Under the Americans with Disabilities Act of 1990 and Section 504 of the Rehabilitation Act of 1973, colleges and universities are prohibited from discriminating against qualified students with learning disabilities and must reasonably accommodate such disabilities so that students have a genuine opportunity to complete academic programs successfully. Not surprisingly, just like their non-disabled peers, a number of learning disabled college graduates are choosing to enter professions such as law and medicine. Their entry into professional schools has raised a number of legal issues concerning their qualification to matriculate, their need for accommodations, and their eventual ability to practice successfully. This article discusses each of these issues in the specific context of legal education after providing general explanations of learning disabilities and of the federal statutes governing the rights of learning disabled students.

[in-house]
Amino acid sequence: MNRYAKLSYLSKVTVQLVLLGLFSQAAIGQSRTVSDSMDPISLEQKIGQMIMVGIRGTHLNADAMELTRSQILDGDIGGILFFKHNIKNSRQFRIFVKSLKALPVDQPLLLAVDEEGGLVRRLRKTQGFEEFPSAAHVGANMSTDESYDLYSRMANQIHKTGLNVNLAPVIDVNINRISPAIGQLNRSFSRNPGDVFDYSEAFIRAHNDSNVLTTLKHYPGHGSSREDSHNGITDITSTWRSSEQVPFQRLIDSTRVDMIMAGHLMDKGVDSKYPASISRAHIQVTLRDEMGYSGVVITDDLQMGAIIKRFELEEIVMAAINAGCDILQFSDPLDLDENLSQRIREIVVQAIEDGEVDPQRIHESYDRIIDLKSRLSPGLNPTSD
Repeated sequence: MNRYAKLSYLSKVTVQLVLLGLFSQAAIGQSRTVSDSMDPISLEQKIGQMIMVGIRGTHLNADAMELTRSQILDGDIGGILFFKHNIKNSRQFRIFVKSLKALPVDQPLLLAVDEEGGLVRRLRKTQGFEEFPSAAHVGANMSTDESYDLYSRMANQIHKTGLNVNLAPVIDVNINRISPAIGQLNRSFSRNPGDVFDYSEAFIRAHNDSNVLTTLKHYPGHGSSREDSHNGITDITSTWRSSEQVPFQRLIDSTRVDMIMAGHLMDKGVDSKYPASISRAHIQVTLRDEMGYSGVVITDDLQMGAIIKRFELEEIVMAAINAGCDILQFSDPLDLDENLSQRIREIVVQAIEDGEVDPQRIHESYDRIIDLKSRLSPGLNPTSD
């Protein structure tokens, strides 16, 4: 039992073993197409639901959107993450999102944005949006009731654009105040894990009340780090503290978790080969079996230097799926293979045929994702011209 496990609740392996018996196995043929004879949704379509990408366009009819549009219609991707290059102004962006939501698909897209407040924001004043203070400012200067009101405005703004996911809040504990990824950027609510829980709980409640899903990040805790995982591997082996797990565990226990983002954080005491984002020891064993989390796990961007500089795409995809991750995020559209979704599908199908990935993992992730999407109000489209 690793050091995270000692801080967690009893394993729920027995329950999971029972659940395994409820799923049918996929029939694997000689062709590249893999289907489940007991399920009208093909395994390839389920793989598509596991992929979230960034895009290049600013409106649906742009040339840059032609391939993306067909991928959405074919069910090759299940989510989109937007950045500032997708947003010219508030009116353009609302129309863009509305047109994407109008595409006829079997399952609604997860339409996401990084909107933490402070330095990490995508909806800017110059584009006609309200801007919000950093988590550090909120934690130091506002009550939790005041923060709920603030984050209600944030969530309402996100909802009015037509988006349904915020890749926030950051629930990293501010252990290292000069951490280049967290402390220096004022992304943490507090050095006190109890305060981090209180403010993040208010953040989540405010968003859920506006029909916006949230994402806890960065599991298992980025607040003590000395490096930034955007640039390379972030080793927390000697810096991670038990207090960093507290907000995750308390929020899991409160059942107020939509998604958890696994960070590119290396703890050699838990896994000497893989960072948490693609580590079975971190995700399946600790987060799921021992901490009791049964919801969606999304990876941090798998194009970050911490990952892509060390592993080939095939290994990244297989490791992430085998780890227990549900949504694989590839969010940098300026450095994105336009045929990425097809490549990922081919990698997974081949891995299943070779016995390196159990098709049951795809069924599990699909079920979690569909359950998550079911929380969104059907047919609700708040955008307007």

Lisa Eichhorn, Reasonable Accommodations and Awkward Compromises: Issues concerning Learning Disabled Students and Professional Schools in the Law School Context, 26 J.L. & EDUC. 31 (1997).